MR. SILCOCK’S PAPER.
To the Editor.
Sir,— l don’t know if it is incumbent oh all who read papers on agricultural matters in connection with the Agricultural and Pastoral Association to defend their state-: ments through the medium of yourcolumns, but by your permission, I would like to say a few words in reply to “ Yorkshirobite.” I take the adverse criticism which your correspondent has been pleased to bestow on my paper, all in .good part ? but think he has made a hiistake in trying to patch! such an unworkable system as he would make out mine to be. I would much rather he gave his own scheme in del ail. And, Sir, if you don’t think it would be presumption on my part, I venture to assert that if “ Yorkshirebite ” works his 1,000-acre farm of plains land on the same liberal scale as indicated by his letter, if he is not already on his “ last legs,” it will not be long before he is.
.1 can scarcely believe he is in earnest, for he commences by saying my system will be found “ somewhat expensive, and at once goes on to add more expense to itj I decidedly object to that— if he can show better returns, according to lua way of
; v-. working, I am sure he will have many willing; and grateful learners. My estimate of rent or Interest was based on Mr. Grigg’s figures, it was about the only point in this paper which was not attacked —and as my paper on the results of farming on. land valued at L 4 per acre was given in comparison with land valued at L2O per acre, it would not have been fair to the plain lands to charge interest at 10 per cent., whilst on better land it was only charged 5 per cent. I admit the rent is low, but more I think than “ Yorkshirebite ’’ will be able to pay, if he does much grain growing, and requires three men (besides himself), and seven horses to crop 250 acres. I cannot agree with him in his estimate of horse power required. I have carefully reckoned' the time it will take four horses to do all the work required in ploughing, sowing, harrowing, rolling, and harvesting, and make it 225 actual working days. Neither can I agree with him in his estimate for horse-feed. 1 admit, being a little under the mark, but I think h.e has ‘ erred much further on’the other side, according to English authorities if we allow feed only for the actual working,days, and allow oats at Is. 6d,. per bushel (miy price was Is.) the cost of corn for four horses would be L 25 125.. . : ' • A: :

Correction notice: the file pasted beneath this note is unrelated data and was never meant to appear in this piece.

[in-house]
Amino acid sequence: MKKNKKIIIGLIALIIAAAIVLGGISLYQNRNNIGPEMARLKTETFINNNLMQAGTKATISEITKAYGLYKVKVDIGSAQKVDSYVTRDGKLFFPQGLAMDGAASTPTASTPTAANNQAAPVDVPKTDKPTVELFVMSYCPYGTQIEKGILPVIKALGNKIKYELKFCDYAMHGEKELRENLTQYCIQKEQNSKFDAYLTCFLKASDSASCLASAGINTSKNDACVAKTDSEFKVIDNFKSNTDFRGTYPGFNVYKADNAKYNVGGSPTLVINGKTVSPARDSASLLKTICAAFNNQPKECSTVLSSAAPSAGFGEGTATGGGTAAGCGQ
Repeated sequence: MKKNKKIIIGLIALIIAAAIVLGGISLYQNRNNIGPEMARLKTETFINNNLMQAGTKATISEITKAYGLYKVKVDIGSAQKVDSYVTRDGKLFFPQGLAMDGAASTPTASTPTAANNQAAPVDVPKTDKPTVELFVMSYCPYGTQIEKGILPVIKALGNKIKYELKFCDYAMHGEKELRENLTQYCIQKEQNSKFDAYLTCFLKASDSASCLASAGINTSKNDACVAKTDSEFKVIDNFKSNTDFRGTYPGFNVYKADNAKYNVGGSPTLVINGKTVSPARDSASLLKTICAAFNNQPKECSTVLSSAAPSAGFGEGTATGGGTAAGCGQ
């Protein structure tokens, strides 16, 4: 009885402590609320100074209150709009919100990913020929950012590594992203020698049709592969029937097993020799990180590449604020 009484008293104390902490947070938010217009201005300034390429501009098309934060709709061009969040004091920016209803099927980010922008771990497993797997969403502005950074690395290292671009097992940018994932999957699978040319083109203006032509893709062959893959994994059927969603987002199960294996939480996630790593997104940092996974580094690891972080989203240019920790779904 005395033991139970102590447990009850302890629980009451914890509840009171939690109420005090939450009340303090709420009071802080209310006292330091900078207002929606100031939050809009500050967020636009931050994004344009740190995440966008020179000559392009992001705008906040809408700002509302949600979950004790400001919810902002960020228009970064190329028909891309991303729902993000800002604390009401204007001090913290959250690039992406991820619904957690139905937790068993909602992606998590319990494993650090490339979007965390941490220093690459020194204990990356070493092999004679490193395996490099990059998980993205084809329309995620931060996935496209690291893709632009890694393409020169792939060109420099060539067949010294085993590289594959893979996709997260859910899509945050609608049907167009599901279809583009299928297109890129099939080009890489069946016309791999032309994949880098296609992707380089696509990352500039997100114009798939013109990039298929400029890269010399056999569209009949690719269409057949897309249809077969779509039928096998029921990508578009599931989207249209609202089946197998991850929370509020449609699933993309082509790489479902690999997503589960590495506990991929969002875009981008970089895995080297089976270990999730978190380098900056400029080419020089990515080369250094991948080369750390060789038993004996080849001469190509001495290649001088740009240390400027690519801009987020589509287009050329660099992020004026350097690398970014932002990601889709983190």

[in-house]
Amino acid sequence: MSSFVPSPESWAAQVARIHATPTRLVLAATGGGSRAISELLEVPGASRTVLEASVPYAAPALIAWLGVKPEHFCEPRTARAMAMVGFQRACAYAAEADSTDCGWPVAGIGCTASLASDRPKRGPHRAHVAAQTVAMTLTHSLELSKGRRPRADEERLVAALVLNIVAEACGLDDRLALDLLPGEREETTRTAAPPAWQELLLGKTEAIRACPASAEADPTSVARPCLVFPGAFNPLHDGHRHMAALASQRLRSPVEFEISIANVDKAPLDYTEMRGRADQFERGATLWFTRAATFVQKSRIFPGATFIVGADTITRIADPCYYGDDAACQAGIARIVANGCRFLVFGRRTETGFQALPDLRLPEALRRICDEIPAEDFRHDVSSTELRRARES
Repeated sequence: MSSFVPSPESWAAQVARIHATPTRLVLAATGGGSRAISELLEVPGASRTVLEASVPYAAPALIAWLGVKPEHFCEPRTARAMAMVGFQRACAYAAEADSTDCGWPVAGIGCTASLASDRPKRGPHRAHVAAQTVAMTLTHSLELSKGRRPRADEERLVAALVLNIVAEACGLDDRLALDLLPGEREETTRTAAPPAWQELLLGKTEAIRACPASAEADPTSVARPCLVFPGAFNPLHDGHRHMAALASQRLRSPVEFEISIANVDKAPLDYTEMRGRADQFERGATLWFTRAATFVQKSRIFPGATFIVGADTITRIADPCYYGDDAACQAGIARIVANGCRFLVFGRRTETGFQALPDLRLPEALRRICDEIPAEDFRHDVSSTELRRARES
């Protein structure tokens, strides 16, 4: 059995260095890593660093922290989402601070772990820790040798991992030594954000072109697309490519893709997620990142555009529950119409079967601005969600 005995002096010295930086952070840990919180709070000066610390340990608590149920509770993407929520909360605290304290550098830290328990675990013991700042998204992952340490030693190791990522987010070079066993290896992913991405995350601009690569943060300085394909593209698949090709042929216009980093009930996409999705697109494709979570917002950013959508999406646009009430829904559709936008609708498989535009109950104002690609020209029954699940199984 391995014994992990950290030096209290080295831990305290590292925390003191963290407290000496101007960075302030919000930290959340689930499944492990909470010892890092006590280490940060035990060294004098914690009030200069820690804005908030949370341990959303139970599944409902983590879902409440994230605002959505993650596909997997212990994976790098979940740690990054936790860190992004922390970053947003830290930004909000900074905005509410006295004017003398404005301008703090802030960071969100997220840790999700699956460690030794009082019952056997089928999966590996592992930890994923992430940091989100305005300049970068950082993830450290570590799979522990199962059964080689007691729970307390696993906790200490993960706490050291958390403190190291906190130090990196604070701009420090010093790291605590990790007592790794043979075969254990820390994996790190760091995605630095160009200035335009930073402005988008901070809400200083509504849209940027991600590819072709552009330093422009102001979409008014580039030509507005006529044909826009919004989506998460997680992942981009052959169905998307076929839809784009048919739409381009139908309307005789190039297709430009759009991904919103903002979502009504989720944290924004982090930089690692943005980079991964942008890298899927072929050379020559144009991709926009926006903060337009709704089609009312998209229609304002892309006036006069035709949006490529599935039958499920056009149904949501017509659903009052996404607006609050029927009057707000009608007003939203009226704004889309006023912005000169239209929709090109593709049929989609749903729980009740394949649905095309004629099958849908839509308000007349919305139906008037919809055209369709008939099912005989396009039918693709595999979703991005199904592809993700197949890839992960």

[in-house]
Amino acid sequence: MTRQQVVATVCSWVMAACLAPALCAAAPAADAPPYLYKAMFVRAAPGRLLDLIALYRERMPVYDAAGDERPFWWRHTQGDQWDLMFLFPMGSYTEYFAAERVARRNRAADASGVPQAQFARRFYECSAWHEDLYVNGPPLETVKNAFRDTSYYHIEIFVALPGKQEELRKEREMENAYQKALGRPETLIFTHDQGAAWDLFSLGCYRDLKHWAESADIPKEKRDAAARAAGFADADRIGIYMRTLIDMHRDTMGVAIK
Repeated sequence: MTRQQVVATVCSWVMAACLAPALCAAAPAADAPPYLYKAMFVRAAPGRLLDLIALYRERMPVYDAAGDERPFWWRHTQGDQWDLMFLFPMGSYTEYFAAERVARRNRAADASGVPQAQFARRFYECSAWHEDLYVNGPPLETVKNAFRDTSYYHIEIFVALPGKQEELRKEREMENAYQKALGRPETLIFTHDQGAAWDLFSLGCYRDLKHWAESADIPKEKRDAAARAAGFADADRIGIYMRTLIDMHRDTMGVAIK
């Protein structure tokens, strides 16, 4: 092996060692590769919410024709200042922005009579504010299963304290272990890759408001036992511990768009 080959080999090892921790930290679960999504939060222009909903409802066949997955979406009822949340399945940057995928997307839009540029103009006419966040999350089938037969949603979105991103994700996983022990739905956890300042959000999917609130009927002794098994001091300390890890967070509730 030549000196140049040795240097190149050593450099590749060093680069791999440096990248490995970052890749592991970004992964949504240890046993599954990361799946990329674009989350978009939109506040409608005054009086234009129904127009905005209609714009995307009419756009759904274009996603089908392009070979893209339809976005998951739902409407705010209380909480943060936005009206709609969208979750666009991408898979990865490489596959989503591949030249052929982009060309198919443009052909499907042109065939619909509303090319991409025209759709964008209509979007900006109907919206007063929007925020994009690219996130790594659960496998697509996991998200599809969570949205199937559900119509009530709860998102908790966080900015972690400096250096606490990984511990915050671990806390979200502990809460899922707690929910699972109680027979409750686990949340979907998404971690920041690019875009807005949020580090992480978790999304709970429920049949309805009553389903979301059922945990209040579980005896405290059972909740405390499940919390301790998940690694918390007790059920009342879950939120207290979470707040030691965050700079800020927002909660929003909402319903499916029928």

I do not say the| quantity of oats per horse allowed by him is too much ; but-, if he reckons his oats and his acres he will' find that it will cost him nearly three shillings per acre for oats, not allowing anything for chaff, &c., which should be fully one-third more. This will make it four shillings per acre. Add to this the wages and keep of two ploughmen, which comes to 3s. 10|d. per acre ;’total, ,;7s. 10|d. per acre for horse feed and wages.. Add to this cost of ploughshares, wear and tear, risk on horses, and depreciation in value, and then ask “ Yorkshirebite” whether ft will not pay him better to let his skim ploughing by contract at :4s. .6d. per acre. • ■ I admit having made a mistake iin reckoning my quantities of grass and: clover seeds required for sowing down 200 acres. ' . 0;' : My reply to “ Yorkshirebite’s” query re gorse fences is, if he can’t trim them him;self, let him pay for them out of .annual returns. j . The error in number of bushels, over 1 which he waxed poetic, was the. printer’s, and not mine. . . . ; In conclusion, ‘ I would like to ask “ Yorkshirebite” a few questions ,®n>the management of his real (not “imaginary”) farm : Where will you get your water from? Won’t you have to sink tha largest part of L2OO ini a well and wind-* mill pump 1 Will it not be cheaper and. better to buy or rent rams than fence a paddock for them, and have the and risk of keeping them 1 Will you need i a paddock for the calf of one cow f Won’t it be more profitable on the plains to keep working horses than breeding mares 1 Are two wires ‘ 1 a good and sufficient fence” enough to keep in crossbred pheep 1 If you break up your 1,000 acres all at onct?,: where will you keep your thousand, aheep. while the grass grows 2 ‘‘ Yorkshirebite,” you have made 1 a mistake. Your scheme, is for an unreclaimed piece of native soil —mine, for a farm in working order.— lam, &0., ’■ '■ 1 W. J. SILCOCK. -
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Ashburton Guardian, Ashburton Guardian, Volume 1, Issue 137, 10 August 1880
MR. SILCOCK’S PAPER. Ashburton Guardian, Volume 1, Issue 137, 10 August 1880
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